In these countries, there is high maternal and neonatal mortality and morbidity relating to obstructed labour, (one of the five most common causes of maternal mortality) with many women (usually first time mothers) developing an obstetric fistula. Where the tissues that normally separate the vagina from the bladder and/or rectum are destroyed by the prolonged impaction of the presenting fetal part (usually the fetal head) against the soft maternal tissues that are trapped between the fetal head and the woman’s bony pelvis. The World Health Organization (WHO) estimates that more than 2 million women live with the condition and up to 100,000 new cases occur each year.

The formation of an obstetric fistula is a problem that originates during prolonged labor when that labor is obstructed. The critical problem in the first phase of delay is recognizing that labor is prolonged. By WHO standards, labor is prolonged if it lasts more than 24 hours.

Length of labour does not always predict fistula formation, it is strong, frequent contractions where the baby is impacted against the pelvis and does not descend. In women having second or subsequent births this more frequently results in uterine rupture.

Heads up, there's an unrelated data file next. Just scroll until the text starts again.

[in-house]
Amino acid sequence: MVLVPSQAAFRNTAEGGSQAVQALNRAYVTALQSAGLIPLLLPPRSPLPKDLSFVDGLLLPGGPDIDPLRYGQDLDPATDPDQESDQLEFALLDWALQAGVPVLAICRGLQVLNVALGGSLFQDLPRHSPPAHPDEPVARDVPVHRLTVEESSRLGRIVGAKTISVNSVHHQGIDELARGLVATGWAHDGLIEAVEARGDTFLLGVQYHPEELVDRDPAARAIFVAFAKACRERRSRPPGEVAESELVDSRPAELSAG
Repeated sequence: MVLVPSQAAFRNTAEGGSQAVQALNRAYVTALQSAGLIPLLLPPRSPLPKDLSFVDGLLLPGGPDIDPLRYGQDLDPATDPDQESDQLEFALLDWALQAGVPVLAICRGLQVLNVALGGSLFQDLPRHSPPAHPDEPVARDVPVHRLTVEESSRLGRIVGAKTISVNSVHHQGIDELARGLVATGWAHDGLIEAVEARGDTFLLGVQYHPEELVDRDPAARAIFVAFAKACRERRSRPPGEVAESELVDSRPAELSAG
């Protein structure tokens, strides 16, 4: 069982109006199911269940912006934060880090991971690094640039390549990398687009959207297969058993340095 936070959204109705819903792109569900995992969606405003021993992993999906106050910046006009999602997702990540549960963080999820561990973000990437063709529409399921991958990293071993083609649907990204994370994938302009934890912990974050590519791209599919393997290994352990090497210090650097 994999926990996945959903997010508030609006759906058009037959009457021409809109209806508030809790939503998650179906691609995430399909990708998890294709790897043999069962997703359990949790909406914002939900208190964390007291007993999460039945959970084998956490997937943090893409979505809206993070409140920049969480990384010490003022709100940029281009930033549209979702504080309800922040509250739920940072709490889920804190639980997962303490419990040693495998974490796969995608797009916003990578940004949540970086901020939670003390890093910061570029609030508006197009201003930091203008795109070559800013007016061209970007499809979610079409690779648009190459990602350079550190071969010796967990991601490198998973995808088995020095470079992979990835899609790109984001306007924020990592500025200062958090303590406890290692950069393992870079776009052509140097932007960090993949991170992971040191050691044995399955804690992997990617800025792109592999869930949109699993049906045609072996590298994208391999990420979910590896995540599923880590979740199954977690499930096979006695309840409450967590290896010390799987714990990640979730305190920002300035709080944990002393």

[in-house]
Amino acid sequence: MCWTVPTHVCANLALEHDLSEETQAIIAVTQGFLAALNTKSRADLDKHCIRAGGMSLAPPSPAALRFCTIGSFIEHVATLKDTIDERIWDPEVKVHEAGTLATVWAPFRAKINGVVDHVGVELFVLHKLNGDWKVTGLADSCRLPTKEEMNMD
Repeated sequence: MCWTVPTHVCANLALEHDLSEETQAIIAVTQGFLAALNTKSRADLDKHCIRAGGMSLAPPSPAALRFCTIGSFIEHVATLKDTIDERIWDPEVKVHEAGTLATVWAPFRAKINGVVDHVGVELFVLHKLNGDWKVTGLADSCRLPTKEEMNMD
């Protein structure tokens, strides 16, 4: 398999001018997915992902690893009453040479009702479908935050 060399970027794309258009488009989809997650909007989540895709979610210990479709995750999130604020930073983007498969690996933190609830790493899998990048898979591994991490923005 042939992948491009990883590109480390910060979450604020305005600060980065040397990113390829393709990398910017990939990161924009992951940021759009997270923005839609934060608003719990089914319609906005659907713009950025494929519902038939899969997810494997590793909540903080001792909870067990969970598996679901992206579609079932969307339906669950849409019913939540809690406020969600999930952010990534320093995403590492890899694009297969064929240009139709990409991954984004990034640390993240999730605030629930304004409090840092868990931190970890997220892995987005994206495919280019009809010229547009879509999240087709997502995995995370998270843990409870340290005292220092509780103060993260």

Relatively short labours less than 12 hours in length may result in a fistula if the conditions for “a perfect storm” are present. In practical terms, this means that all cases of obstructed labor should be regarded as emergencies and treated promptly to avoid the development of serious complications.[15 16]

There are arguments about the slowest ‘normal’ rate of progress that does not result in increased risk [17] Quite a large number (approx. 37% in one study)[18]of low risk women do develop dystocia, but we don’t know how to predict who will reliably. Some studies have also found that slow progress during a VBAC increases the risk of uterine rupture[19]

Although labor dystocia (slow or difficult labor or birth) is the most frequently documented indication for primary cesarean birth, there is no universally accepted definition.” Failure to define dystocia in evidence-based, well-described, clinically meaningful terms that are widely acceptable to and reproducible among clinicians and researchers is concerning at both national and global levels.”[20]